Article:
Nam June Paik has been described as the "father of video art," but the medium-specific moniker obscures his broader fascination with how technologies alter our bodies and our perceptions.
At Interrupt 3, a conference on poetry and digital media at Brown University in Providence, Kenneth Goldsmith read the autopsy of Michael Brown, the teenager who was murdered by police officer Darren Wilson in Ferguson, Mo., in August 2014.
At the VIP reception of this year's Armory Show fair (Mar. 5-8), I met up with Christopher Y. Lew, the Whitney Museum of American Art's recently appointed associate curator, who was already stalking the aisles. Lew, who is in his early 30s, came to...
A.i.A. editors suggest a few of the myriad events taking place in New York this weekend: a screening of Larry Clark’s latest flick at Lincoln Center; a NYPAC-hosted performance by Cecilia Corrigan at the Duplex; Henry Chalfant’s Flyin’ Cut Sleeves at...
Where does play end and art begin? The interest in such questions, largely fostered by the 2013 exhibition “Gutai: Splendid Playground” at the Guggenheim Museum in New York, has now prompted a resurgent fascination with the work of this high-energy...
Uniting firmly outlined forms and bold colors, American painter Nicholas Krushenick created a new nonobjective vocabulary in the 1960s.
Long an icon of feminism and sexual liberation, the artist now finds artistic counsel, erotic pleasure and spiritual sustenance in her many kissing cats.
Departing from his Denzel Washington obsession, the transgender Dominican artist debuts a four-person dance performance that mixes disco beats, racial themes and sci-fi speculations.
R.H. Quaytman sticks to the rules, even when she's out of her element. The paintings she has produced since 2001 adhere to certain self-imposed parameters.
Aquin has been the curator of contemporary art at the Montreal Museum of Fine Art since 1998.
As its paradoxical title cautions, an upcoming survey of contemporary painting at New York's Museum of Modern Art, "The Forever Now: Contemporary Painting in an Atemporal World," is full of contradictions.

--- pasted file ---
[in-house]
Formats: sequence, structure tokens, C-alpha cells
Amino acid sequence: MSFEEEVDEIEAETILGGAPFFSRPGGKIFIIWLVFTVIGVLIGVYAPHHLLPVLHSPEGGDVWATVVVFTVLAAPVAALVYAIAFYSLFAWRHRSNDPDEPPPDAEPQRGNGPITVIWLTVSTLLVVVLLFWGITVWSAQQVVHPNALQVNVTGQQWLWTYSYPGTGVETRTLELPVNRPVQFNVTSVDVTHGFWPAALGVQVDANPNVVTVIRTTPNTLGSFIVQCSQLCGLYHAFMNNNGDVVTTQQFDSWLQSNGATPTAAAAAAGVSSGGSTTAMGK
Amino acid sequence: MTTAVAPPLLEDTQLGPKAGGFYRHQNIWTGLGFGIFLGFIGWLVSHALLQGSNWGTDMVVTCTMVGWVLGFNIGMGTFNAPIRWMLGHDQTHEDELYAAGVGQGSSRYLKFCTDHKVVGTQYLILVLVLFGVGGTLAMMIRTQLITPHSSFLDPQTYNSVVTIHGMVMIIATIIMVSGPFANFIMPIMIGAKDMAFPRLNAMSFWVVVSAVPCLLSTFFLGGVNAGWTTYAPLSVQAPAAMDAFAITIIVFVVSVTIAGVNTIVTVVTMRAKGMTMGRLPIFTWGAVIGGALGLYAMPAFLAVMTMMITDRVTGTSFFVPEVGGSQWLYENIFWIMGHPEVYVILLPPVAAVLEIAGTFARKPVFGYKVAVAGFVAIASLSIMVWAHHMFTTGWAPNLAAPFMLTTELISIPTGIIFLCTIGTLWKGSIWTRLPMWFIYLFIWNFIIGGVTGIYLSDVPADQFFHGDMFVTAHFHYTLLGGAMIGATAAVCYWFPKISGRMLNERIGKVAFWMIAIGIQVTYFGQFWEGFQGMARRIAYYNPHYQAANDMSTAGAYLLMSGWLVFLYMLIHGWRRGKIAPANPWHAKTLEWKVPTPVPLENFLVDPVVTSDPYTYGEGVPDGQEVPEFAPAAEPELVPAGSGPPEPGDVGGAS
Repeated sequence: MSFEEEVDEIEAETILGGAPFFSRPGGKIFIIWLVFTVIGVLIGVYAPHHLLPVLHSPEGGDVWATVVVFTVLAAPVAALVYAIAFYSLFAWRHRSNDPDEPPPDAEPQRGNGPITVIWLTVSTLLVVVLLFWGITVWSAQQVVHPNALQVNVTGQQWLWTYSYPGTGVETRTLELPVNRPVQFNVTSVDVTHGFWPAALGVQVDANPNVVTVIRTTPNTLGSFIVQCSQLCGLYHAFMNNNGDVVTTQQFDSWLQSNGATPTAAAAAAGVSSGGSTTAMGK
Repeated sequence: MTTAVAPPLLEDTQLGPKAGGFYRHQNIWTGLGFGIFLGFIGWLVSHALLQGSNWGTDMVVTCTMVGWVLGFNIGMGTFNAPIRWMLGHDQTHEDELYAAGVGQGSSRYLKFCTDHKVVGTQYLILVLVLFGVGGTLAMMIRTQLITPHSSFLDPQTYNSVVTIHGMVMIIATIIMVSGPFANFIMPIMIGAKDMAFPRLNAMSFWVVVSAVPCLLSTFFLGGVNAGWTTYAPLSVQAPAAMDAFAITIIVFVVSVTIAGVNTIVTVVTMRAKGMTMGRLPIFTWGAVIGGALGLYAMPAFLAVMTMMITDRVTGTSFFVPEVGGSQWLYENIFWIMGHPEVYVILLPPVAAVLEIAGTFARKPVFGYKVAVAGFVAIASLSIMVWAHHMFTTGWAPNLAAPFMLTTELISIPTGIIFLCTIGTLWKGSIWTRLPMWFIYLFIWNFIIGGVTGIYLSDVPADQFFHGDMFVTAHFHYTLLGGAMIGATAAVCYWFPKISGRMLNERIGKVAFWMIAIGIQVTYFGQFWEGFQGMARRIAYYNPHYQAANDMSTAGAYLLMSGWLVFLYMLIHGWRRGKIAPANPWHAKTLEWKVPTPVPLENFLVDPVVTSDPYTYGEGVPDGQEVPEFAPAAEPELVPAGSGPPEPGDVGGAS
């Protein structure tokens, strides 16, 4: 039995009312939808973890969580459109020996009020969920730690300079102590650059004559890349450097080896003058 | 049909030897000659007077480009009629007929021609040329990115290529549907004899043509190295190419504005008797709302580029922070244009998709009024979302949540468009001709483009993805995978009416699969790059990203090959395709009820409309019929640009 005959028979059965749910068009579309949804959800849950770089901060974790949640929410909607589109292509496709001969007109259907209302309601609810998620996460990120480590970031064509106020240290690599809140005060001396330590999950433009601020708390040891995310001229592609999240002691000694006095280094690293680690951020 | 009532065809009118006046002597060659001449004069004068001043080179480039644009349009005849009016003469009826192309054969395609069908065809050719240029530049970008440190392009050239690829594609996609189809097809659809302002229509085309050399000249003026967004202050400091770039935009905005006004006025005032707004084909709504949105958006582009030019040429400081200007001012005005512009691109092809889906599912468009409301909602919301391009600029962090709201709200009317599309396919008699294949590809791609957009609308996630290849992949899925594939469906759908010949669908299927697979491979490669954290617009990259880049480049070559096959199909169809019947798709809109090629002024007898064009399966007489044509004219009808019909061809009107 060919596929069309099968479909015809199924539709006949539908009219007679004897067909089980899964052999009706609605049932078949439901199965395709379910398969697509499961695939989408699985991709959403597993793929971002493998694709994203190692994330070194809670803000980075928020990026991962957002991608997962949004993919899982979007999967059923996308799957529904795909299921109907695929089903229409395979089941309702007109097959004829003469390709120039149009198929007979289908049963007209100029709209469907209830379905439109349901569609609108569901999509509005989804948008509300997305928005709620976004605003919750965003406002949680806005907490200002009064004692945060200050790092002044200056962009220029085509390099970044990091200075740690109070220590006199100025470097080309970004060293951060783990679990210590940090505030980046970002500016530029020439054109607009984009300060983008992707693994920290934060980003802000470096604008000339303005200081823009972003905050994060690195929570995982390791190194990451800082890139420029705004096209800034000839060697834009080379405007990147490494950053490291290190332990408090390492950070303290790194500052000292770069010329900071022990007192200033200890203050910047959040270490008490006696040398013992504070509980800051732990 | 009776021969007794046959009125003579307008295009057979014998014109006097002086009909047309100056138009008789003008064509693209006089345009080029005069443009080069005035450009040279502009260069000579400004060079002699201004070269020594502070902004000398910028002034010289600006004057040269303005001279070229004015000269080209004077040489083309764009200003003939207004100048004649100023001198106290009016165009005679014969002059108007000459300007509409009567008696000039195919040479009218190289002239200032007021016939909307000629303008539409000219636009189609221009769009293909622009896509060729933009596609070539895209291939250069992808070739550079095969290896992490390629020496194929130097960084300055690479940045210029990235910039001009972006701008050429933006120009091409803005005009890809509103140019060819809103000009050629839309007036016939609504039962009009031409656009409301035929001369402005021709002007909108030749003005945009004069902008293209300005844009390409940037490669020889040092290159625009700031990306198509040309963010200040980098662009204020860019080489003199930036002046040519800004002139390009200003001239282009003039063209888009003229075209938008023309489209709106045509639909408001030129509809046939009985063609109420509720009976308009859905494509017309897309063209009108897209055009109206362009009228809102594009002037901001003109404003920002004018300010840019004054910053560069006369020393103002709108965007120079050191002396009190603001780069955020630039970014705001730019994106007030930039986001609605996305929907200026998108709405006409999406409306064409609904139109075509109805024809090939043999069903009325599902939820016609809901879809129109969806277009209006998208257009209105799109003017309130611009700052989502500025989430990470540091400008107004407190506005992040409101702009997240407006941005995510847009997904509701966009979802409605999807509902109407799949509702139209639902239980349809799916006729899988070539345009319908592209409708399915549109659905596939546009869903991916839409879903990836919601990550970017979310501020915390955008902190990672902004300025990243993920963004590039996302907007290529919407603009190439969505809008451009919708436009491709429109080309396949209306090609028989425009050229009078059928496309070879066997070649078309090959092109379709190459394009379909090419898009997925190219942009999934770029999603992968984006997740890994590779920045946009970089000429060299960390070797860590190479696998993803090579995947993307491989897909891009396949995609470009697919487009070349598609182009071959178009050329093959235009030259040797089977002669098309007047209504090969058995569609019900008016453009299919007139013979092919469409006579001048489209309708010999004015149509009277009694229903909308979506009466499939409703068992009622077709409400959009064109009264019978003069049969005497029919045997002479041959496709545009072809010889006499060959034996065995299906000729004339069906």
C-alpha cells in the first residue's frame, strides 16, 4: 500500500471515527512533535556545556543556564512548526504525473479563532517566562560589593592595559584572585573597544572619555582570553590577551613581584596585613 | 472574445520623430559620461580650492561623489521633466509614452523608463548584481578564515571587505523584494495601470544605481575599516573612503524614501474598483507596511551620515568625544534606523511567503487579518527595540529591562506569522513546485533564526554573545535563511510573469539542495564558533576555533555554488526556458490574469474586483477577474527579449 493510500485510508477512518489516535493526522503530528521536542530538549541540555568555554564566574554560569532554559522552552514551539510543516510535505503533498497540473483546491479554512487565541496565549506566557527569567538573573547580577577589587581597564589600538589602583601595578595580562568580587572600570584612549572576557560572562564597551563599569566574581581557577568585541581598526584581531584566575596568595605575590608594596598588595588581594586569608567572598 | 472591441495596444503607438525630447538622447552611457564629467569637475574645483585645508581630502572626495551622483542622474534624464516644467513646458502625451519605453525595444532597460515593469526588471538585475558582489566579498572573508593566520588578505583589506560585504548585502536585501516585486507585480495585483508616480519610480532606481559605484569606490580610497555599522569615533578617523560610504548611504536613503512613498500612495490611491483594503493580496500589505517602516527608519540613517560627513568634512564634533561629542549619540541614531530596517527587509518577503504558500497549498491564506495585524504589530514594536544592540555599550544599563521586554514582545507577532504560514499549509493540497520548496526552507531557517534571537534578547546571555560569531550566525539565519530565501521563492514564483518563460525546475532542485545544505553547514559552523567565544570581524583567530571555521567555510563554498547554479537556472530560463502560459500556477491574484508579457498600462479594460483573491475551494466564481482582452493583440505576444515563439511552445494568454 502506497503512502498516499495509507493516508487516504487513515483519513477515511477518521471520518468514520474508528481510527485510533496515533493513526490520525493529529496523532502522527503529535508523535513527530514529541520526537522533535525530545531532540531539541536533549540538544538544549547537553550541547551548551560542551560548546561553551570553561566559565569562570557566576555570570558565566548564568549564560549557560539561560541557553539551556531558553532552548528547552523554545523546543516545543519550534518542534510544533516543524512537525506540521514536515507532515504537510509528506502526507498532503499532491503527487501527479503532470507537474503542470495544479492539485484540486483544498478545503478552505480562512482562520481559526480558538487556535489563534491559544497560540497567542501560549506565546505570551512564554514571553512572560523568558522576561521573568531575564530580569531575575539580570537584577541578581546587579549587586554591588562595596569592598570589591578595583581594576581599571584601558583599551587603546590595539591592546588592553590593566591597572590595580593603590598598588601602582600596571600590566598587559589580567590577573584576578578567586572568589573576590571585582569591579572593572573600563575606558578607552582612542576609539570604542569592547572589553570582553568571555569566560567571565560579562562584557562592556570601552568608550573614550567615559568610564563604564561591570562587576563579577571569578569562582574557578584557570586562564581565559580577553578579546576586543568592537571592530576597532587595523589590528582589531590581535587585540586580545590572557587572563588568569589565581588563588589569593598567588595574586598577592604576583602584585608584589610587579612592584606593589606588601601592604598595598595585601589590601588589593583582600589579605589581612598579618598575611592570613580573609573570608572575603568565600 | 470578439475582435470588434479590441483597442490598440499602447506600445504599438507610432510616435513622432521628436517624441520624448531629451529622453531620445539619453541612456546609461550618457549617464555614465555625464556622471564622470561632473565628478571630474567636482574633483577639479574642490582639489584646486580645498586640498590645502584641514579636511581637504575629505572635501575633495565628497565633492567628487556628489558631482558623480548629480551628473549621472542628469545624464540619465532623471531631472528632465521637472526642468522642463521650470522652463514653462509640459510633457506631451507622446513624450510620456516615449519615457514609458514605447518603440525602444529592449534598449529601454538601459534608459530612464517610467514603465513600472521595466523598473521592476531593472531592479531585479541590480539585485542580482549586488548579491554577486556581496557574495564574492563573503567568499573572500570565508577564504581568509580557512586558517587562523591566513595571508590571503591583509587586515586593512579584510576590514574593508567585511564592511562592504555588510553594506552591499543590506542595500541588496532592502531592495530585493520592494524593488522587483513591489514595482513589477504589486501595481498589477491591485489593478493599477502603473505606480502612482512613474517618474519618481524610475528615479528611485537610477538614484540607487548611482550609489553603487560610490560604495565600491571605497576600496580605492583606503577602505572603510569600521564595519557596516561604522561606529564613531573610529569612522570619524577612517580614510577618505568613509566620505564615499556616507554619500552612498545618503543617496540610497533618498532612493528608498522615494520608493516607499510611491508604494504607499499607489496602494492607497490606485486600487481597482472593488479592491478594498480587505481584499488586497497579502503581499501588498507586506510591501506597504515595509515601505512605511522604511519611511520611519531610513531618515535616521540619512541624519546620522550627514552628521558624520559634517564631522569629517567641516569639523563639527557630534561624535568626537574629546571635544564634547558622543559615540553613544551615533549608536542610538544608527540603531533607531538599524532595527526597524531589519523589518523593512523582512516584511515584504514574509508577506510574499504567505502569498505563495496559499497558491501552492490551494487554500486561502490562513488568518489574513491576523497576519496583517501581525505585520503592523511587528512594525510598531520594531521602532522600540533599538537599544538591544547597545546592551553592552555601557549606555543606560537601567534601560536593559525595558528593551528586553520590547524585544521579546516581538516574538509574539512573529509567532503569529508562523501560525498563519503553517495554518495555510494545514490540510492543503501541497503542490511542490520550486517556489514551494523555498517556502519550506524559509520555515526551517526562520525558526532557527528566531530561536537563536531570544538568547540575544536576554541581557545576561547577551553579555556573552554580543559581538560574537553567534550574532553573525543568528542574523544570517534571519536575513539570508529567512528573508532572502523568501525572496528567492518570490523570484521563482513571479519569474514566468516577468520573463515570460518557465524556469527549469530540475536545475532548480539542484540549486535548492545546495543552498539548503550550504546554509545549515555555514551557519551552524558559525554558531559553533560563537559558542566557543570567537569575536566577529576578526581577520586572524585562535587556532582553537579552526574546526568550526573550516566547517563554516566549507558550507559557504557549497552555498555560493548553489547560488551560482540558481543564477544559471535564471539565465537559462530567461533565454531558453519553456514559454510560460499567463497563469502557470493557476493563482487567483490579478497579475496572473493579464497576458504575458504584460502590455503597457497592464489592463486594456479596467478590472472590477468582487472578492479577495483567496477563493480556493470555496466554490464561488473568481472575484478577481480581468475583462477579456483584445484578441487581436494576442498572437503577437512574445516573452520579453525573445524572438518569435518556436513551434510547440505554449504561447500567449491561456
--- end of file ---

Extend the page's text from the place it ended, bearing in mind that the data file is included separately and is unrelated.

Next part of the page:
A.i.A. editors suggest a few of the myriad events taking place this week in New York: a discussion of Matisse's cut-outs at the Museum of Modern Art; a panel on zombie formalism at the School of Visual Arts; a discussion of the 1994 Whitney Museum...
This year, the fair has attracted some respected exhibitors to sign on for the first time, including New York's Andrew Kreps and Metro Pictures and Los Angeles's Regen Projects, and hooked in up-and-coming dealers like New York's Rachel Uffner.
The theme of this biennial is "Unsettled Landscapes," though the work I found most exemplary of the show's concerns offered more of a pastoral vision.
Vivid flora and sharp geometries mingle and conjugate in "Materia Radiante," Bruno Novelli's first solo exhibition in the U.S. since 2008.
Greg Parma Smith's painted realism is perversely synthetic and immaculately crafted. In his first solo show at David Lewis Gallery, titled "Melancholy," Smith presented two series of paintings—"Door gods (origami paper)" and "God of doors (Janus...
Phillips showed its customary strength with hip, young art stars, setting new records for Danh Vo ($629,000), Fredrik Vaerslev ($317,000) and Rashid Johnson ($197,000).
"Death Becomes Her: A Century of Mourning Attire" presents the mourner as a slew of contradictions.